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Issue 14, 2014
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Airflow-directed in situ electrospinning of a medical glue of cyanoacrylate for rapid hemostasis in liver resection

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Abstract

Rapid hemostasis of solitary organs is still a big challenge in surgical procedures or after major trauma in both civilians and on the battlefield. Here, we report the first use of an airflow-directed in situ electrospinning method to precisely and homogeneously deposit a medical glue of n-octyl-2-cyanoacrylate (OCA) ultrathin fibers onto a wound surface to realize rapid hemostasis in dozens of seconds. In vivo and in vitro experiments on pig liver resection demonstrate that the self-assembled electrospun OCA membrane with high strength, good flexibility and integrity is very compact and no fluid seeping is observed even under a pressure of 147 mm Hg. A similar effect has been achieved in an in vivo experiment on pig lung resection. The results provide a very promising alternative for rapid hemostasis of solitary organs as well as other traumas, providing evidence that the postoperative drainage tube may not be always necessary for surgery in the near future.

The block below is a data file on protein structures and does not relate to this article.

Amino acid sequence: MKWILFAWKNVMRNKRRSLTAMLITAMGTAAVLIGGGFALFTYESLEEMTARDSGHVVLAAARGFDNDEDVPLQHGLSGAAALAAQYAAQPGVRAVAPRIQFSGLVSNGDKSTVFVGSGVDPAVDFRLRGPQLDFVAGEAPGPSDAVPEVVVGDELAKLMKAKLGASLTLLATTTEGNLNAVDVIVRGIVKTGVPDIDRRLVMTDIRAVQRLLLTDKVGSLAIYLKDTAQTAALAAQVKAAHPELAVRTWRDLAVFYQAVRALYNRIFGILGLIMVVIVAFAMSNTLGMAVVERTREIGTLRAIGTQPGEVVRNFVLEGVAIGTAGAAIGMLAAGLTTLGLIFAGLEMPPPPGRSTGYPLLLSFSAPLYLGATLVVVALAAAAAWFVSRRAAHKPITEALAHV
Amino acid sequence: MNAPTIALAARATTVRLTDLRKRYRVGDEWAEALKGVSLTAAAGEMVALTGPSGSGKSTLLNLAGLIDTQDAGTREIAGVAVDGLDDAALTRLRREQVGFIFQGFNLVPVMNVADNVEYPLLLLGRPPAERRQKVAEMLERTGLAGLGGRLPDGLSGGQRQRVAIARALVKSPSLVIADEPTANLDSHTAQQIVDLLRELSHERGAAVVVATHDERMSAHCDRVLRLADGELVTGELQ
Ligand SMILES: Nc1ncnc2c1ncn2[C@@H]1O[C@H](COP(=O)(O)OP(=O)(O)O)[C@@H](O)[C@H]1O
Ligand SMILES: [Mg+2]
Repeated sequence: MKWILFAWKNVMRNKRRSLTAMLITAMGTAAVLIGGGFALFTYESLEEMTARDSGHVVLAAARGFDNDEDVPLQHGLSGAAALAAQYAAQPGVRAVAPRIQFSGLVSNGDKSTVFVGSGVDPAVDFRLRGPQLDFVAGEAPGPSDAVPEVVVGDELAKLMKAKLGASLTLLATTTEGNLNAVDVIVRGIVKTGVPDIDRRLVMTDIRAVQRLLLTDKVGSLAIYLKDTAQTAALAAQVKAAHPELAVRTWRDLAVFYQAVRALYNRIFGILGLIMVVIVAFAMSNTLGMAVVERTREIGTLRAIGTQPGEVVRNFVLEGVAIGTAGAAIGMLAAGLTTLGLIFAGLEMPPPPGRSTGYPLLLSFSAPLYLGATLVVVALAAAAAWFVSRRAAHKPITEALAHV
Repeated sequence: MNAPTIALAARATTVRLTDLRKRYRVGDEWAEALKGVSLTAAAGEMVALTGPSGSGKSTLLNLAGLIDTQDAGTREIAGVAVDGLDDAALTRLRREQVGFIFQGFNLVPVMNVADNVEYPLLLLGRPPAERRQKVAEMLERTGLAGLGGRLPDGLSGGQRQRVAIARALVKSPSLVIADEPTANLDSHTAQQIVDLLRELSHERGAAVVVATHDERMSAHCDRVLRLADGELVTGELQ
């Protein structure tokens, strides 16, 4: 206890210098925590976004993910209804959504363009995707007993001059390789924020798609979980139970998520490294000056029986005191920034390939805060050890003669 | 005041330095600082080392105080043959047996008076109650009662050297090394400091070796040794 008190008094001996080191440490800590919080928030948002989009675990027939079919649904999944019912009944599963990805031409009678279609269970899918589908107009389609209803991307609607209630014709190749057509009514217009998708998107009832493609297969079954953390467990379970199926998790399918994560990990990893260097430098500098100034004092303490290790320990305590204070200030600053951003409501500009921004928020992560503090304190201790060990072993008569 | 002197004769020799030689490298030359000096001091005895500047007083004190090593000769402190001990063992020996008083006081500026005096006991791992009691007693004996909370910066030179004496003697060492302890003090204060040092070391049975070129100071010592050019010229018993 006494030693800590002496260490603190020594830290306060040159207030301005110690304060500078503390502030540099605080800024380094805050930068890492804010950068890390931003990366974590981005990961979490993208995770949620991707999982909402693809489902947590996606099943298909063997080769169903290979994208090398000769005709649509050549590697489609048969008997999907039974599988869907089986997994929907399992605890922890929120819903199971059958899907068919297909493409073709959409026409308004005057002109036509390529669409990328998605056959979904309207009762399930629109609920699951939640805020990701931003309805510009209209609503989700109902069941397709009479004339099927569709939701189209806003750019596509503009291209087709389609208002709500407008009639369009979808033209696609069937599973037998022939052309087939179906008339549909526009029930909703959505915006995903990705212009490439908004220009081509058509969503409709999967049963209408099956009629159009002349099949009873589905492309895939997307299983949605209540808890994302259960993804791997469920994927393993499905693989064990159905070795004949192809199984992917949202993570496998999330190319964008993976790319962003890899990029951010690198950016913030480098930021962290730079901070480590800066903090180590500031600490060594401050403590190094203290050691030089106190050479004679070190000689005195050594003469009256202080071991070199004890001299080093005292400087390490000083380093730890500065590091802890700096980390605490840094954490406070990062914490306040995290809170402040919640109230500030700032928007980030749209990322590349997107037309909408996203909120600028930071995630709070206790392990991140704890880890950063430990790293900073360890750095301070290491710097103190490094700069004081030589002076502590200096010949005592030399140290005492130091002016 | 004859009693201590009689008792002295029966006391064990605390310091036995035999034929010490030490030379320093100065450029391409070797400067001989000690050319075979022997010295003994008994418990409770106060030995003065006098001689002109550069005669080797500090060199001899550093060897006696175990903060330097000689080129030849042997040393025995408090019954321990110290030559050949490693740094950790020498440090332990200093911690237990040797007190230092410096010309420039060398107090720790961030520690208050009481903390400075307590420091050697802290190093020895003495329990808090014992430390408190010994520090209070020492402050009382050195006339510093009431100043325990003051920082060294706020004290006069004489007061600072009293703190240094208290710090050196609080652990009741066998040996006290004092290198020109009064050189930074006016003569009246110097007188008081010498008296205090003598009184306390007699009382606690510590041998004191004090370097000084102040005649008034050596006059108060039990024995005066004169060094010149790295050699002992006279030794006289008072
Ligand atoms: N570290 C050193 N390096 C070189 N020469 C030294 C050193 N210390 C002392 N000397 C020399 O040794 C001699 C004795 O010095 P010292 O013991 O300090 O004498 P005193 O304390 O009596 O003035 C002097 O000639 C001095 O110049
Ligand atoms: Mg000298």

Graphical abstract: Airflow-directed in situ electrospinning of a medical glue of cyanoacrylate for rapid hemostasis in liver resection

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Article information


Submitted
14 Mar 2014
Accepted
14 Apr 2014
First published
15 Apr 2014

Nanoscale, 2014,6, 7792-7798
Article type
Communication

Airflow-directed in situ electrospinning of a medical glue of cyanoacrylate for rapid hemostasis in liver resection

K. Jiang, Y. Long, Z. Chen, S. Liu, Y. Huang, X. Jiang and Z. Huang, Nanoscale, 2014, 6, 7792
DOI: 10.1039/C4NR01412J

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